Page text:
The Angle Fly Preserve is holding part two of its “Bridge Raising” event this Saturday.
Volunteers are needed from 10 a.m. to mid-afternoon to help construct a single span 40-foot truss bridge over the Angle Fly Brook.
The 654-acre Angle Fly Preserve off Primrose Road (Route 139) is a wildlife sanctuary in Somers that opened to the public in the fall 2009. It is one of the largest, and newest, single tracts of land to become open space in the Westchester.
Here’s some of its history: In May 2006, the land was purchased jointly by the town, Westchester County, the New York City Department of Environmental Protection and the state Department of Environmental Conservation. The Westchester Land Trust brokered the deal with four levels of government together putting up $20.6 million. Since at least the 1970s, the land was proposed for development – from 1,000 or so townhouses to at least 108 luxury single-family homes. It now provides hiking, fishing, cross-country skiing, snow-shoeing, bird-watching and nature study overseen by the Friends of Angle Fly, which was created by the Somers Land Trust to provide stewardship of the preserve.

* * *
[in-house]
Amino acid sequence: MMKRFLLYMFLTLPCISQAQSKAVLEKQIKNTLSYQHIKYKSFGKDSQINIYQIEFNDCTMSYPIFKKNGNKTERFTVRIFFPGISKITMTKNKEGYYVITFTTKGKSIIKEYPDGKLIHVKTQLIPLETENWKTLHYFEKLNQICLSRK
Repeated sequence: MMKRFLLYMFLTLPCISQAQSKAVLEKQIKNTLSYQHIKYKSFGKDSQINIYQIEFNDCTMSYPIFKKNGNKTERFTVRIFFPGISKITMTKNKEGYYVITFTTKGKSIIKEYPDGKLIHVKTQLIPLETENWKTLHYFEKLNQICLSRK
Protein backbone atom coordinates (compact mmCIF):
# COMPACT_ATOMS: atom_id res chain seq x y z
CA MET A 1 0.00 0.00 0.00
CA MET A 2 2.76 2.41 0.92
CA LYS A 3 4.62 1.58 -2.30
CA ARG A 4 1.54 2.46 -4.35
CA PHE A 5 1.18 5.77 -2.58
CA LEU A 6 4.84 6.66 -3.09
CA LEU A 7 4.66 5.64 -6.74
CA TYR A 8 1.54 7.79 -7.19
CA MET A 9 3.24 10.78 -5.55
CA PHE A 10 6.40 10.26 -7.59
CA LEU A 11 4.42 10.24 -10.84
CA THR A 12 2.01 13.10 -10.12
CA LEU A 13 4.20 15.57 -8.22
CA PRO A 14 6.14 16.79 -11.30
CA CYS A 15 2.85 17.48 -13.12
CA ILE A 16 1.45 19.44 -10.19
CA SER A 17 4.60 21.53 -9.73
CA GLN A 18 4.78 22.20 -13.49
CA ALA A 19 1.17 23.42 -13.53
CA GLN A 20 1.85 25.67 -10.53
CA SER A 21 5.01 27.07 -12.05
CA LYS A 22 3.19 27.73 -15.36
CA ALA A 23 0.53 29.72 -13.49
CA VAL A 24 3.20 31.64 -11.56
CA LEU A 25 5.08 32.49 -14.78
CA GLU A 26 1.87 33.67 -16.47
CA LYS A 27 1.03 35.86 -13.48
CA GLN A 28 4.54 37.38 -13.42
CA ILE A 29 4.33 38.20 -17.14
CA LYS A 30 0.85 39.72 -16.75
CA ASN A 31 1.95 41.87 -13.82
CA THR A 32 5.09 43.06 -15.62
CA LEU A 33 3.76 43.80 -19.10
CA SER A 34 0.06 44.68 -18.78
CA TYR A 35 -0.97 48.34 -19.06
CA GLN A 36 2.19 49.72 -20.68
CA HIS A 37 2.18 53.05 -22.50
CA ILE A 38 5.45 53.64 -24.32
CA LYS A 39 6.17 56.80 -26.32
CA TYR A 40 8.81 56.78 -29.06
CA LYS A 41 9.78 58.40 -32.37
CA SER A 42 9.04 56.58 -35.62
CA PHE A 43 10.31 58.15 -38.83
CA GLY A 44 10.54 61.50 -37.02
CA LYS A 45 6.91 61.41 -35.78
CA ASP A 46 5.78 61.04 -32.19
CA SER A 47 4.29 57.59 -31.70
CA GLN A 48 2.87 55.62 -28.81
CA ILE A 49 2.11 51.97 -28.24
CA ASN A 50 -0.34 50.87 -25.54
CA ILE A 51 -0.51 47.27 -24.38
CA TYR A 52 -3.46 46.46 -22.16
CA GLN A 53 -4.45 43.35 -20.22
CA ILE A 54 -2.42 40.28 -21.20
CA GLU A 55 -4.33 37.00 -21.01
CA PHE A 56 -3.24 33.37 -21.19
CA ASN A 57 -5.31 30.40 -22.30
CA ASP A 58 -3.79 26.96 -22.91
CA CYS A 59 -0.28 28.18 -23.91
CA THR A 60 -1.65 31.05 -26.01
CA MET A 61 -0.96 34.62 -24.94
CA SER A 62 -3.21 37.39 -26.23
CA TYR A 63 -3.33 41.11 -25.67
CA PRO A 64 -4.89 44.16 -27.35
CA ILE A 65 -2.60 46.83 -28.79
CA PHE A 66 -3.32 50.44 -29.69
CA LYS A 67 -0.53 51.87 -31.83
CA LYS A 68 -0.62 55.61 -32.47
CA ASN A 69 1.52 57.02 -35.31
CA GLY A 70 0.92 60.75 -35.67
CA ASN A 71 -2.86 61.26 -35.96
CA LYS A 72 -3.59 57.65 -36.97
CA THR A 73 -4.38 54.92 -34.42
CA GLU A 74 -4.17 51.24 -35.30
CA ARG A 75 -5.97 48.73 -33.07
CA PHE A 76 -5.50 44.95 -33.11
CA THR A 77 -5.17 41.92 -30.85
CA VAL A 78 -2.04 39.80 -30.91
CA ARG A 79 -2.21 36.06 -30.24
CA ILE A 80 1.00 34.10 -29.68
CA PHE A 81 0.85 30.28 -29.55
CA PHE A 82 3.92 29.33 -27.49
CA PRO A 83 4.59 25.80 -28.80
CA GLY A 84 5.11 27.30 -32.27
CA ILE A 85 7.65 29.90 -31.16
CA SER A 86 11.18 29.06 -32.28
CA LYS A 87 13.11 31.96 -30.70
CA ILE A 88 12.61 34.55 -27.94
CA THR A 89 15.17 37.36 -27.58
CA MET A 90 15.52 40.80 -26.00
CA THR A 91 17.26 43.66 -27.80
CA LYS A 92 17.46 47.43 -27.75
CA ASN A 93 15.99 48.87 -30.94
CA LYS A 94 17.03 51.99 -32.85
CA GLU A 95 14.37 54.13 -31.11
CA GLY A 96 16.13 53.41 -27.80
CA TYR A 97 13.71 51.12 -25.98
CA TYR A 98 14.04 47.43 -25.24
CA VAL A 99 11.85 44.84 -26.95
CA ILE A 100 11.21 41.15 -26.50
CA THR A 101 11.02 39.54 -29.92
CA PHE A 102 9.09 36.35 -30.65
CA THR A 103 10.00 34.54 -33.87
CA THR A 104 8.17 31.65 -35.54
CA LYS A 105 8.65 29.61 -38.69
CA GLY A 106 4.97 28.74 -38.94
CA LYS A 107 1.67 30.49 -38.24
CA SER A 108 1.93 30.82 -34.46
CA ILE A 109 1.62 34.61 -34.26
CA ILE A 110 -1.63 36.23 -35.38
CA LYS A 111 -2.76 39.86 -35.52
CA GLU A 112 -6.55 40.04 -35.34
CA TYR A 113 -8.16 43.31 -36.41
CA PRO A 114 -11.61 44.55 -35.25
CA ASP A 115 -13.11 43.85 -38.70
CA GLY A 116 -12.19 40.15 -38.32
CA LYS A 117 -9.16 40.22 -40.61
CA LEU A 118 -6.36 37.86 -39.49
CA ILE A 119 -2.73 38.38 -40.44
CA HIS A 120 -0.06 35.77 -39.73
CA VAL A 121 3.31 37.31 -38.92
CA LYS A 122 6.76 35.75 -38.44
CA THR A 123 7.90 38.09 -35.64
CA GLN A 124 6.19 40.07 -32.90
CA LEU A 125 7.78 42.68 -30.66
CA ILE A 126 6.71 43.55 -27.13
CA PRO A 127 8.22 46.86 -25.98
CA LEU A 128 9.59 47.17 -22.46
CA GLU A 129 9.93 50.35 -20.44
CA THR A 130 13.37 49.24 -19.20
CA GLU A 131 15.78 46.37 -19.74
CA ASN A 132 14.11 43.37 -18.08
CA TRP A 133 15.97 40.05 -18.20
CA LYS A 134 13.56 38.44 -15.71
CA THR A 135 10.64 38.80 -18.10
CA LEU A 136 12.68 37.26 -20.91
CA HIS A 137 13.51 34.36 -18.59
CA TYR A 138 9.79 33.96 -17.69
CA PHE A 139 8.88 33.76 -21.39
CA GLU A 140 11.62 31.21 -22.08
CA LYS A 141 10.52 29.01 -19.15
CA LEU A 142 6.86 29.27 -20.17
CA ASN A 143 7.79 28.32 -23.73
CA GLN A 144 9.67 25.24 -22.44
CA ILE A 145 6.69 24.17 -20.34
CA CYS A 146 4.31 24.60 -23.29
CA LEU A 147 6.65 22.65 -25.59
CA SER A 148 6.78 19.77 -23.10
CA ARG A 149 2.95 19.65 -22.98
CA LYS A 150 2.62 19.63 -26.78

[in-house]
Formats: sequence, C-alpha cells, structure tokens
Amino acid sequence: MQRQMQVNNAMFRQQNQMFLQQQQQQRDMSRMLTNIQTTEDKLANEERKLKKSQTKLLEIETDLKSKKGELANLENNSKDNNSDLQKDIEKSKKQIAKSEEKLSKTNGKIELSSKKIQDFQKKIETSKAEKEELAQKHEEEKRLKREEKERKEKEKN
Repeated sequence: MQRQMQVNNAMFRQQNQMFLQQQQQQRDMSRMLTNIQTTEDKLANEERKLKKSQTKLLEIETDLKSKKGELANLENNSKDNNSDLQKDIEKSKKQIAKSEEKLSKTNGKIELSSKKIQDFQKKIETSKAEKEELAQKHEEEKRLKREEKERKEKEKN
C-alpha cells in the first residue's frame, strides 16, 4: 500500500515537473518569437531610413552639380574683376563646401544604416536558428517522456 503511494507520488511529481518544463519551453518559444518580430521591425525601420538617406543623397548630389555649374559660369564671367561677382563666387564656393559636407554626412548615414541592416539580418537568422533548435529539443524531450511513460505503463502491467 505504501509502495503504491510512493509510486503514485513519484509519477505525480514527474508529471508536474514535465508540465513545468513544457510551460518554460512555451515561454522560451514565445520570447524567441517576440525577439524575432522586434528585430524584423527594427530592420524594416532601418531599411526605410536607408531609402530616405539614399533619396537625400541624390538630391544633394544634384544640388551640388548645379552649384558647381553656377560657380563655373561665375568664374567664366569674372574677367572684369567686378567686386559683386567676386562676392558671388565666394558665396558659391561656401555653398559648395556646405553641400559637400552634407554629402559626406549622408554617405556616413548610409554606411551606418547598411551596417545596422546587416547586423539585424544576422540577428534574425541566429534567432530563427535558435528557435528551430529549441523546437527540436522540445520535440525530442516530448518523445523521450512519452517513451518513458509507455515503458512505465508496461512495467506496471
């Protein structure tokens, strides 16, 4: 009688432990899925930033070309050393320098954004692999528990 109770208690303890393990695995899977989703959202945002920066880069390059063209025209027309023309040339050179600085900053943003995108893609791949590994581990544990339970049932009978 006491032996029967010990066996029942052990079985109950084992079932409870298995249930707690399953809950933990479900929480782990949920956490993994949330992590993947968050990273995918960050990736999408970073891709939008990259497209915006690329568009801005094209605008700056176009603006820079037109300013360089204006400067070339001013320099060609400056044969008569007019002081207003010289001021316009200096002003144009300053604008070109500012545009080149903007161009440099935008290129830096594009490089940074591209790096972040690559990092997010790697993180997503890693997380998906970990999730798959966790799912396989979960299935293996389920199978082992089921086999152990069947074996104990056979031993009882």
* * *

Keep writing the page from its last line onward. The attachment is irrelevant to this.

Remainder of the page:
Above, Michael Barnhart, president of the Somers Land Trust and co-chairman of the Somers Open Space Committee, is shown in a photograph on a trail taken Oct. 7, 2009 at the Angle Fly Preserve ( photo credit: Tania Savayan / The Journal News ).
To find out more about the site and this community event, check out the preserve’s site.